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Thread: Hyperthyroidism

  1. #1
    Join Date
    May 2012
    Location
    Spain
    Posts
    46

    Default Hyperthyroidism

    DS is 5 months old. I haven't been feeling 100% for a few weeks now and blood tests have just revealed low TSH levels. Is this something to be concerned about? I haven't noticed any issue with my supply but DS has been changing his eating patterns a lot recently, which could also be linked to my starting back at work.

    My doctor said not to be too worried and to get repeat blood tests in 2-3 months. He said it is quite common after pregnancy. I don't really trust this doctor though (not my own GP, but a doc in the medical center where I work). I'm worried that in 2-3 months things might have worsened drastically. I've been getting dizzy spells and actually have set up a system with DH whereby I message him when I am alone with DS just in case I faint! Should I go back to my gynaecologist for advice, or maybe the pediatrician? Who would know best about this?

  2. #2
    Join Date
    May 2006
    Posts
    19,913

    Default Re: Hyperthyroidism

    This is a a matter for your GP, not the gynaecologist or pediatrician. If need be, the GP should refer you to an endocrinologist.

    Low TSH is something to be concerned about. Your doc was correct that thyroid problems are very common in postpartum women, and his suggestion to get a repeat blood test in 2-3 months is good advice. However, since you are having symptoms I would suggest going in at 2 months, and asking for some more extensive bloodwork right now. You want to have not only TSH tested, but also T3 and T4.

    What was your TSH level? I've read that normal is either 0.5-5.0 or 0.3-3.0 (in whatever units are typically used in the US), but that numbers at the ends of the scale can produce clinical symptoms even if they're not officially "off".
    Coolest thing my big girl said recently: "How can you tell the world is moving when you are standing on it?"
    Coolest thing my little girl sang recently: "I love dat one-two pupples!"

  3. #3
    Join Date
    Jul 2010
    Location
    New York
    Posts
    855

    Default Re: Hyperthyroidism

    oh, podutti! you are so smart for planning in advance a system of letting your DH know you need him just in case.
    trust your inner voice. if you feel the urge to get a second opinion do it.
    you might be able to get really good info from your ob/gyn.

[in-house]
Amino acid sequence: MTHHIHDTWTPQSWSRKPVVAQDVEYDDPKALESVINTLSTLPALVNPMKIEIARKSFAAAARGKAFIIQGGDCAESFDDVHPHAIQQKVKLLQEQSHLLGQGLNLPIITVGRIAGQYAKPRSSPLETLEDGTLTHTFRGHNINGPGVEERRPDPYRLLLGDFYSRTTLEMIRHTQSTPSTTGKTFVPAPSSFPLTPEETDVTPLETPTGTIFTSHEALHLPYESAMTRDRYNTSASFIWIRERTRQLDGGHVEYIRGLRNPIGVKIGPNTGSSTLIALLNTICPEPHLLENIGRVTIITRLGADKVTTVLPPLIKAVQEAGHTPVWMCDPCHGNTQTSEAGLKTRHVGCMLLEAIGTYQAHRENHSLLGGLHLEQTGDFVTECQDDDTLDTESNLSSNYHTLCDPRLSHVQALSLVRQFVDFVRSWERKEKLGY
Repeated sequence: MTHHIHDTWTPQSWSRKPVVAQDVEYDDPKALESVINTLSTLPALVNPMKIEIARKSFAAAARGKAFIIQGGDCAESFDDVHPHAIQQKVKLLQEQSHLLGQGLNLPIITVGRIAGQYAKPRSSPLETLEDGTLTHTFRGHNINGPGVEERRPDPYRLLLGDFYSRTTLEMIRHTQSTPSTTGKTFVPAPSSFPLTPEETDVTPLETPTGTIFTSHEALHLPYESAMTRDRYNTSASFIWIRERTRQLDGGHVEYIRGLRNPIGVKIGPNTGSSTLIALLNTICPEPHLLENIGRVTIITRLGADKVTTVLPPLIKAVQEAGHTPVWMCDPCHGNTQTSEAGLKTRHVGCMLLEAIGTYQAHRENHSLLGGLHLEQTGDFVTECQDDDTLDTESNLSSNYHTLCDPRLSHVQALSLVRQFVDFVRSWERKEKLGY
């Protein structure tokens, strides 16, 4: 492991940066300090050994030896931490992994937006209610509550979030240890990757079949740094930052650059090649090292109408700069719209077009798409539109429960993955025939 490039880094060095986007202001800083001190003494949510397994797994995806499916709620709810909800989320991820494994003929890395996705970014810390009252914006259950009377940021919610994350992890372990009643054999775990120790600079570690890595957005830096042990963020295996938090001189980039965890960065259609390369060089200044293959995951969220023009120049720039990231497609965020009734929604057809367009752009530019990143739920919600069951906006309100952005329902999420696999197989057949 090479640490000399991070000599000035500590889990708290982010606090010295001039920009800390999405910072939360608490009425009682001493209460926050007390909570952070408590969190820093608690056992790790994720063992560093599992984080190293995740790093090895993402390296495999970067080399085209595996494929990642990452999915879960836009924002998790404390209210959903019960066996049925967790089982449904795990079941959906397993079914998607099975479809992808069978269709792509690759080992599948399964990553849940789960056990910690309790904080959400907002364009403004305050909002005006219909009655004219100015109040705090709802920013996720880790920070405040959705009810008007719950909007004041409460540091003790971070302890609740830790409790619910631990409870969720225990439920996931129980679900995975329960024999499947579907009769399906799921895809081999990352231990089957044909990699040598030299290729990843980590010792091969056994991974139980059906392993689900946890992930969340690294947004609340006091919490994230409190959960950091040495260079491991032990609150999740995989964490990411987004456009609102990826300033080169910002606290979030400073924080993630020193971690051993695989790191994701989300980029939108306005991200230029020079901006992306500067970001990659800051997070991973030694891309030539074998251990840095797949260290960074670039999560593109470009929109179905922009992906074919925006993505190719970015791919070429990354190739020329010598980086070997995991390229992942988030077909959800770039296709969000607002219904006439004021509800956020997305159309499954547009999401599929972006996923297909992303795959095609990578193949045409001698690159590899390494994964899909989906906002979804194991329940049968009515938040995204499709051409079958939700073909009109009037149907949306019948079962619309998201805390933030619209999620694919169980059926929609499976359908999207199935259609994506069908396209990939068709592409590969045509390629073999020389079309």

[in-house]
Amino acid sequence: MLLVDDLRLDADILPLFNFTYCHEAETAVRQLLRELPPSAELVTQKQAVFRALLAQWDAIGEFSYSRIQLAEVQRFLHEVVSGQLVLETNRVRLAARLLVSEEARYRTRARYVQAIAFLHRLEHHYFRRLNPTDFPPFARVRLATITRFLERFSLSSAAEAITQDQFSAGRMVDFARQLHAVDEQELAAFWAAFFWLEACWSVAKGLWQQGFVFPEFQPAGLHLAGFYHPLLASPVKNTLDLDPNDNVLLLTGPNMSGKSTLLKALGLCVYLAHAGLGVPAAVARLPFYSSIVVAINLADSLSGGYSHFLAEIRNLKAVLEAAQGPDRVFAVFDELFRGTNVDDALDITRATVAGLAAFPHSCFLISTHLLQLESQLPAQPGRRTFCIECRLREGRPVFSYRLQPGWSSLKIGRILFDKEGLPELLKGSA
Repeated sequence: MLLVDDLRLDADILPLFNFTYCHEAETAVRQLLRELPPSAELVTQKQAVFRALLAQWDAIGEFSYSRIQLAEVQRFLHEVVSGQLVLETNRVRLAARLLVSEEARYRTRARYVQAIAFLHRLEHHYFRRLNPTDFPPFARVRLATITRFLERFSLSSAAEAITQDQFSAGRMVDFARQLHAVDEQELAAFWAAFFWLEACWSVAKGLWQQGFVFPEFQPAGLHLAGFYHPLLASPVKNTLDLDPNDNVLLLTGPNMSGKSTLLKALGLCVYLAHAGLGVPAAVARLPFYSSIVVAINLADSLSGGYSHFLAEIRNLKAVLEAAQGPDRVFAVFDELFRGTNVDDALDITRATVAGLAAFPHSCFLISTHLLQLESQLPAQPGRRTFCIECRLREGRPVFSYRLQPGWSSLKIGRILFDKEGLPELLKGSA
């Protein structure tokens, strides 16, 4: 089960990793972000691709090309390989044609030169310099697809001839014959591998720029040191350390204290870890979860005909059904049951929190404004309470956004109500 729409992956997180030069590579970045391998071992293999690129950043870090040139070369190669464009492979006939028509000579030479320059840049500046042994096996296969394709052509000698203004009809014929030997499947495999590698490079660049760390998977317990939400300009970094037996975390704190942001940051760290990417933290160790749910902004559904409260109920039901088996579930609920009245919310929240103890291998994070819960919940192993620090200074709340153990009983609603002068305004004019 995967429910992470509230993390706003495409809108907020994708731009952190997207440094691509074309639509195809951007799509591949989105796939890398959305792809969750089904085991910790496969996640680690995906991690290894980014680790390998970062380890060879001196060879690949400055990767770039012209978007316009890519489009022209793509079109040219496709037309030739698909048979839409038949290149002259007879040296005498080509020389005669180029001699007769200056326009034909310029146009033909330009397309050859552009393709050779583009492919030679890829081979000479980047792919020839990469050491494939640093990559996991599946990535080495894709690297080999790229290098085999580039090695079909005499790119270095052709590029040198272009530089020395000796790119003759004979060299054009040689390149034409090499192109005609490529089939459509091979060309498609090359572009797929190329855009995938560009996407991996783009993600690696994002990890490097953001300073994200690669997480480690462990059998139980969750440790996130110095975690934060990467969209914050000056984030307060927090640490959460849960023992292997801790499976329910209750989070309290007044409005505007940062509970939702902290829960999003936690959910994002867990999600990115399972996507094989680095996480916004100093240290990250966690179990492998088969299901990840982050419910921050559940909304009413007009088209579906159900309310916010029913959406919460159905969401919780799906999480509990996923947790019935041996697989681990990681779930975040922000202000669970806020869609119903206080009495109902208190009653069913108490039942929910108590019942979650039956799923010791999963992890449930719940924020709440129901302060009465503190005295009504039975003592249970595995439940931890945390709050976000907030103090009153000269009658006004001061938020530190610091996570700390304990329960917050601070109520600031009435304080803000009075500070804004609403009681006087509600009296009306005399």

i love my ob/gyn however, so maybe I am projecting.

    I wrote this before seeing Mommal post, i did not mean to contradict her.
    She is more knowledgeable about this condition.
    DD#1 July 1986 VB
    DD#2 April 1988 c/sec
    DS#3 April 1990 VBAC
    DS#4 June 1993 VB
    and suprise!
    DD#5 April 2001 c/sec
    BTDT scars and stretchmarks,: wrinkles and grey hair

  4. #4
    Join Date
    May 2012
    Location
    Spain
    Posts
    46

    Default Re: Hyperthyroidism

    My TSH level was 0.11. On the documentation he gave me healthy levels (in units of uUI/mL) are 0.55-4.78. So mine are quite low. The T3 and T4 were within normal range T3=3.55 and T4=1.47. The last time I had levels measured was 2 months into my pregnancy when TSH was 1.48. So it's a big drop.
    I have been feeling so weak lately that I did a pregnancy test. I was slightly worried that I might be pregnant since DS sleeps through the night now and my periods haven't come back. The test was negative. I'm moving country in 4 weeks so I was worried if I should get this checked further or wait until I move. Can anything bad happen in 4 weeks??

    I might give my gyn a call because she is quite friendly, and more importantly for me, speaks english! I just want some reassurance.

  5. #5
    Join Date
    May 2006
    Posts
    19,913

    Default Re: Hyperthyroidism

    Something bad can always happen in 4 weeks. I think the question is, is something bad likely to happen in 4 weeks? Probably not. But there's always a chance. If you googlie the causes of hyperthyroidism, there are some kind of scary options on the menu, like cancer (sorry, I don't want to scare you!). And if you google the potential bad outcomes, there are some scary possibilities there, too. Therefore, I think it makes sense to call your gyn for her perspective, and also try to get an appointment with an endocrinologist for a second opinion before you move. The sooner you gather the data you need, the sooner you can figure out how or whether to treat this.
    Coolest thing my big girl said recently: "How can you tell the world is moving when you are standing on it?"
    Coolest thing my little girl sang recently: "I love dat one-two pupples!"

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